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  34. M.Twain says:

    There is a player who put up 7.8 WAR in his first two full seasons at age 20 and 21. His OPS+ in those two seasons was 101 and 114. All indications were that he was going to be a star.

    During the next three years, that player put up OPS+ of 91, 97, and 88. He then had an absolutely monster season (at the tail end of the steroid era in his walk year) and then followed that up with an OPS+ of 93.

    What is interesting is that his walk rates those first two years are the best of his career and ~50% better than his career rate. It seems that the league figured him out and he never quite reached the star status that seemed inevitable.

    I think the jury is still out on Justin Upton. He may adjust and become the star that many people think he will become. Or he may become Adrian Beltre, a fine player, but not worth $20MM/year.

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    • James says:

      Yeah Beltre is like the one guy who raked as at a high level as a teenager and didn’t become a superstar. He did become a fine player though, which is probably Upton’s floor.

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  35. twoseamer says:

    For those saying Upton would not get 5/100 I respectfully disagree. Some are overlooking his age and the fact that he has a combination of all the things that each segment of the scouting and analytical community love (acceptable walk rate and power numbers for the brains and 5 tools for the scouts) and his age is somewhat overlooked by the naysayers. It’s entirely possible he can take a step or two forward and be a superstar. So I feel that someone will give him the money. BUT, I would not. The K’s are not going away, the attitude, while not BJesque (new word!!), won’t play well on a veteran team and who knows if that gets better. And while a good athlete Upton has not shown the ability or inclination to beat you with his legs or his defense. Finally, he has a fairly significant injury history for someone so young, and the oblique strains are especially worrisome to me. I wouldn’t give up the farm for him or pay him 5/100 but I would love to have him for 5/50 and would be willing to give up Moustakas and Montgomery as a Royals fan, as each of those guys have some question marks of their own. Won’t happen, but fun to speculate.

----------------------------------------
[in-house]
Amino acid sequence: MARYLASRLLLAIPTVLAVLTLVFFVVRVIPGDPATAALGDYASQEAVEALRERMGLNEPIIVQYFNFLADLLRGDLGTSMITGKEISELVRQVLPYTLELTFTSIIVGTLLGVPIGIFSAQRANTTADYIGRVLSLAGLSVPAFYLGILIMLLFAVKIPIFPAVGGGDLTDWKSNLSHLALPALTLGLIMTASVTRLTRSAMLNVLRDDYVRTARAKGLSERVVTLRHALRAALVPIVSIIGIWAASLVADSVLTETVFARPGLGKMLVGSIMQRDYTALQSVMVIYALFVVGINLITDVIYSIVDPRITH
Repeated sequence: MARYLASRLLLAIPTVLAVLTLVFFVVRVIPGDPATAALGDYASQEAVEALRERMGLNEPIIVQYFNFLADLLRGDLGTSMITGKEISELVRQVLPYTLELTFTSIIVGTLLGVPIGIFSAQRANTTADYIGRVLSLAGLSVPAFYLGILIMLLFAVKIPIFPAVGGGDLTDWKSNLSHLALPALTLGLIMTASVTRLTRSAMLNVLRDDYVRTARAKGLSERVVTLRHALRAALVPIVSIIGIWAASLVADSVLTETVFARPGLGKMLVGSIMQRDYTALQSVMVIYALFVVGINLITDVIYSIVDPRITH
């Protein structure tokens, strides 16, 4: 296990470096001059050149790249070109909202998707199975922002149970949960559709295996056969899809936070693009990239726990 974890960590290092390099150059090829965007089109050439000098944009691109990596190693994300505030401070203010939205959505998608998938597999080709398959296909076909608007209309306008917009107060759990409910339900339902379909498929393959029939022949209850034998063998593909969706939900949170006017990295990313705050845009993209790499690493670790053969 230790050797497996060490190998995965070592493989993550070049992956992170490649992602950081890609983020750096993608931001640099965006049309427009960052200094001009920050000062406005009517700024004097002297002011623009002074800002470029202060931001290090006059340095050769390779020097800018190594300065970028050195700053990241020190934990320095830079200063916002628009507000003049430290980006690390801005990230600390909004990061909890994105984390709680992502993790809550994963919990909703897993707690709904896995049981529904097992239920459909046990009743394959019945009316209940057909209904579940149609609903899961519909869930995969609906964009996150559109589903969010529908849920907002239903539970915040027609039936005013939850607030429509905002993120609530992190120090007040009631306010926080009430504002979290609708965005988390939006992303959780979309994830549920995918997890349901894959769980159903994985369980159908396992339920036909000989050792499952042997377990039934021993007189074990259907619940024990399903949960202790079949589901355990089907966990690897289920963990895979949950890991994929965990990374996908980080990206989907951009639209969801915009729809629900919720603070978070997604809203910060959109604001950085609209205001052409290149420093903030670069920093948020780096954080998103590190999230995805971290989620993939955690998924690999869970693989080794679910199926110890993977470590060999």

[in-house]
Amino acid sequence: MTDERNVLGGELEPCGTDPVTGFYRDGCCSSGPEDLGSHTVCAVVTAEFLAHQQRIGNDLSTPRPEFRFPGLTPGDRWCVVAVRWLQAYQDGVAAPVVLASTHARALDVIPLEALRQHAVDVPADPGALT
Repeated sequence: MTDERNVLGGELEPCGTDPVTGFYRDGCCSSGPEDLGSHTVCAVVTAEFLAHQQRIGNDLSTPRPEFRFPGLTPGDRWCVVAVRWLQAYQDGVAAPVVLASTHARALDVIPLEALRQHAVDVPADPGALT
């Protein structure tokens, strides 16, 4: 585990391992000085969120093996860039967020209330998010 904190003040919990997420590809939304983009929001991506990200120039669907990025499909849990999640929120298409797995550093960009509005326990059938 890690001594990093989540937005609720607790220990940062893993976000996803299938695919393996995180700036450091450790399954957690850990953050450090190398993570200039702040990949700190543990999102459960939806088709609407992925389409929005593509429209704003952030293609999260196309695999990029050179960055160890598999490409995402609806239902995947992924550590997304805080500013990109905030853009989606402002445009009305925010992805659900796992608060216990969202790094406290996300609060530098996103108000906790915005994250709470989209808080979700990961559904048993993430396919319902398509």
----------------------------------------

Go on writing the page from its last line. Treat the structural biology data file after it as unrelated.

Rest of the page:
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    • DIVISION says:

      That is why you are a Royals fan. Keep dreaming.

      I have it on good suspicion that Towers would hang up the phone if your GM came with that proposal. Matter of fact, I doubt your GM would even try….

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      • twoseamer says:

        Talk trash for now…man I hope I get to talk some in the not too distant future. ’85 is a long time ago, and we do have a Ned/Dayton combo running the major league club so maybe not.

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  36. Jeff Wise says: